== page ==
In The Shop: A Better Way To Splice Wires?
Jun 15, 2011
A while back I blogged about using heat-shrink butt connectors to make weatherproof, durable splices when repairing electrical wires on farm equipment. I mentioned that a customer had shared with me a new type of splice connector that looked promising. I've done some more research and will pass on what I've learned. This is not an advertisement or recommendation---just one shop rat sharing a new gadget with another shop rat.
Posi-Lock connectors are interesting. They are three-piece splices--two threaded sleeves that screw into a midsection with a metal insert that's tapered on both ends. The user slides the threaded sleeves onto the ends of each wire to be spliced before stripping 1/4-inch of insulation from the end of each wire. When the sleeves are screwed into the center housing, the bared ends of the wires are forced over the conical metal insert, creating a tight electrical connection extremely resistant to mechanical separation. No need to use special crimping pliers; no problems with a weak or "missed" crimp allowing the connection to pull apart. Plus--because the connection is made by the threaded sleeves, it can be easily disconnected and re-assembled multiple times.
The standard Posi-Lock connector is semi-weatherproof. Their Posi-Seal connectors come with rubber gaskets that make the splice weatherproof. Posi-Tite connectors are WATERproof, and designed for immersion.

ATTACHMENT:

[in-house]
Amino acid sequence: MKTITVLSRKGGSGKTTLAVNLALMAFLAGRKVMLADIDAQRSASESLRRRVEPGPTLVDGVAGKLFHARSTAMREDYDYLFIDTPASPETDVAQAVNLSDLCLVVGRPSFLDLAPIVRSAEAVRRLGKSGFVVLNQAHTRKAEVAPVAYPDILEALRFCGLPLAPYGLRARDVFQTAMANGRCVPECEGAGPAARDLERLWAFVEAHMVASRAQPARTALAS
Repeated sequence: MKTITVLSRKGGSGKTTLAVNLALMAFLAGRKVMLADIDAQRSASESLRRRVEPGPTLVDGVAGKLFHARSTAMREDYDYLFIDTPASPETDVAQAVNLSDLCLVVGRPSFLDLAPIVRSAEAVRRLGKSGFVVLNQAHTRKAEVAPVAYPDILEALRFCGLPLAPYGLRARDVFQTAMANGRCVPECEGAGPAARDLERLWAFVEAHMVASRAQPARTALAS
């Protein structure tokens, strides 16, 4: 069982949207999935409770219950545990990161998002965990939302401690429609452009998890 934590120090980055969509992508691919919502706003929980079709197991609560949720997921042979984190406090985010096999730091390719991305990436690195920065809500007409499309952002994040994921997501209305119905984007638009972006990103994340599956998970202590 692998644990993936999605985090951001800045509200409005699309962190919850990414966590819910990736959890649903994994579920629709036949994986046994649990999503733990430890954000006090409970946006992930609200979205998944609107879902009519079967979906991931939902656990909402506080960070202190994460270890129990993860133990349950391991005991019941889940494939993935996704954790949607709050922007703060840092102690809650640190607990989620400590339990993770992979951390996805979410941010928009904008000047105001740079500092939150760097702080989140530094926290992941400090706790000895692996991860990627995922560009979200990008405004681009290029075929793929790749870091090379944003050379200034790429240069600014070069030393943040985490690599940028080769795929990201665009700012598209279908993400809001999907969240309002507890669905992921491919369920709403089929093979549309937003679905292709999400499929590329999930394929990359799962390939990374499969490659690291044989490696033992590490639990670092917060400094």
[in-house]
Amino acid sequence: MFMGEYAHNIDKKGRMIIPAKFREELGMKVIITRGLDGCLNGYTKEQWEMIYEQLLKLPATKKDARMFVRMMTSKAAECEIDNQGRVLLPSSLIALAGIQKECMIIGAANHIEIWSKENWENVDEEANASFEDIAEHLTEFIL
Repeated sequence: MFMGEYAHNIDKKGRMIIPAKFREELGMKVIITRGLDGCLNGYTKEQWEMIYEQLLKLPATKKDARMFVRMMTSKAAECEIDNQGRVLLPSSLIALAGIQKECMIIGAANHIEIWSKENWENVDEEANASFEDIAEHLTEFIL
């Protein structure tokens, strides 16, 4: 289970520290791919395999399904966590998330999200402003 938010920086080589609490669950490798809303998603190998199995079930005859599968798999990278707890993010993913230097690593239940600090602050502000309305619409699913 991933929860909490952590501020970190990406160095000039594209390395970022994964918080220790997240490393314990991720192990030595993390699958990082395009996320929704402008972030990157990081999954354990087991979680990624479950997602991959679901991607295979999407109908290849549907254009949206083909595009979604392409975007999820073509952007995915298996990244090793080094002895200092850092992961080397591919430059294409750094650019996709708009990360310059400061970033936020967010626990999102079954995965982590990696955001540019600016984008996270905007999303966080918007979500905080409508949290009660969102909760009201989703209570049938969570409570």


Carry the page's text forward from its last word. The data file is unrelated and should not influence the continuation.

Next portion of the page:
Price-wise: a plain ol' crimp-on butt connector from the local auto parts store sells for around 50 cents a piece. New style crimp-on butt connectors with heat shrink insulation--the ones I mentioned in the earlier blog--cost around 75 cents to $1.00 each. The basic Posi-Lock connector, if bought in volume, retails for 77 cents; the Posi-Seal connector goes for $1.75 a piece, and the Posi-Tite connector sells for $2.33 per unit. Contact them at www.posi-lock.com
Again--I'm not advocating one way or the other. All I ask is that you use SOME form of splice connector when you have to join two wires on a piece of farm equipment. I'm on a campaign to bring an end to "twist and tape" electrical splices on farm equipment.
What you do in your house when you're fixing lamps and light fixtures is your own business that I really don't want to know about...